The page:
De Menezes tragedy 'could happen again'

Officer who led operation gives evidence at inquest

The senior police commander in charge of the operation that led to the death of Jean Charles de Menezes said yesterday it was "entirely feasible" that a similar tragedy could occur.

Deputy Assistant Commissioner John McDowell was speaking at the fourth day of the inquest, held at the Oval Cricket Ground, which heard that some of the undercover Special Branch officers trying to identify a fugitive suicide bomber while posted outside the home of Mr de Menezes in Scotia Road, Tulse Hill, south London, were not equipped with a photograph of the suspect.

Despite an order from Mr McDowell that the surveillance teams should be supported by officers from Scotland Yard's CO19 firearms unit to detain anyone leaving the Scotia Road apartment block, the inquest was told none of the marksmen were in place when Mr de Menezes, a Brazilian, left to go to work on the morning of his death. Only four of the six CO19 teams normally available in London were on duty because of annual leave.

The jury was also told that high quality pictures of Hussain Osman, who was one of the gang of four terrorists who tried – and failed– to explode bombs in London on 21 July, had been recovered from his rucksack but nobody had informed Mr McDowell of their existence.

Mr de Menezes, 27, was shot dead on a Northern line Tube train at Stockwell Tube station by two CO19 officers, who believed he had been identified as a suicide bomber and was about to detonate a device.

Mr McDowell, who at the time was a commander in the Yard's SO13 counter-terrorism unit and was leading the investigation into 7 July and 21 July attacks, was in charge of drawing up the strategy to isolate the Scotia Road address, where both Osman and Mr de Menezes lived.

Giving evidence via a video link, Mr McDowell said the Yard was "trying to catch up" in the early hours of 22 July as it faced the challenge of trying to catch the four bombers amid concerns that they might strike again.

But under cross-examination from Michael Mansfield QC, representing Mr de Menezes's family, the officer said the complex nature of police operations and the nature of the threat posed by terrorists meant a repetition of the fatal shooting was still possible.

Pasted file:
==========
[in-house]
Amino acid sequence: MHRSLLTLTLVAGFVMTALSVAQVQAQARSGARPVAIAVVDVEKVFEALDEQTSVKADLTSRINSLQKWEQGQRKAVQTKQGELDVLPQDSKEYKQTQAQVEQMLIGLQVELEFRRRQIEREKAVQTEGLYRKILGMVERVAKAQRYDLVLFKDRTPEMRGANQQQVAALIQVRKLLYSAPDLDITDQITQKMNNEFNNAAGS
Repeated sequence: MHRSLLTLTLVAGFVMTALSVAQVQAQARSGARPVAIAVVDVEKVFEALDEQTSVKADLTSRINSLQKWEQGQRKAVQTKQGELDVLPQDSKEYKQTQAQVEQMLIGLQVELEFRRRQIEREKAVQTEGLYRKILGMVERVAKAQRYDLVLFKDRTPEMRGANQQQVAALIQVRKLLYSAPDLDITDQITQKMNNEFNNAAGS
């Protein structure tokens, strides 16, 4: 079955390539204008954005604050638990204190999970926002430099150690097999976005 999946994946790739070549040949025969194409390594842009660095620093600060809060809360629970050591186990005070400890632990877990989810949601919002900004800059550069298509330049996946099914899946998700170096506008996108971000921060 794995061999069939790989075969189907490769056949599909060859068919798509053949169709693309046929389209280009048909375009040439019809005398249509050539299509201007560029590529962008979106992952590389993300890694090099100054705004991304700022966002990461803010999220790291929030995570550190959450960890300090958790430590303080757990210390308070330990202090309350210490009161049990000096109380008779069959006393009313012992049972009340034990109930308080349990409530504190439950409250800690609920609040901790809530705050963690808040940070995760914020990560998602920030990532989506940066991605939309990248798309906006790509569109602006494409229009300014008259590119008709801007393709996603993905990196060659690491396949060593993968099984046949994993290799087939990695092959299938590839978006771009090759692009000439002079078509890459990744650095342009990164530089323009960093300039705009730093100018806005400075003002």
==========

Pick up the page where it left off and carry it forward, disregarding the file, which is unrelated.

Mr McDowell said: "I very much hope this will never happen again. But at the same time, with human beings, it is entirely feasible the same tragedy may occur again just with the way that circumstances sometimes unravel themselves."

Laying out a succession of alleged errors in the police strategy, Mr Mansfield accused Mr McDowell of taking his decisions in a "vacuum" without considering what could be realistically achieved by his officers.

The jury was told that the core of Mr McDowell's plan – that the surveillance team would be supported at Scotia Road by CO19 officers – was flawed because it would take too long for the firearms units to receive their weapons and briefing in the early hours of 22 July to allow them to arrive in good time.

In a series of tense exchanges with Mr Mansfield, it also emerged Mr McDowell was unaware that 21 Scotia Road was an apartment block rather than a single house, that high-quality photographs of the suicide bomber were available before 5am on 22 July and that some of the Special Branch team in Scotia Road were only shown a photocopied picture of the fugitive at a briefing and not given their own copy.

Putting it to Mr McDowell that these oversights contributed to the Stockwell shooting, Mr Mansfield said: "Do you accept that there were significant lapses of information and knowledge by you which resulted in a strategy being set in stone that was entirely inappropriate?"

Mr McDowell denied the claims put to him, saying his strategy was "fit for purpose".

The inquest continues.

Start your day with The Independent, sign up for daily news emails
Have you tried new the Independent Digital Edition apps?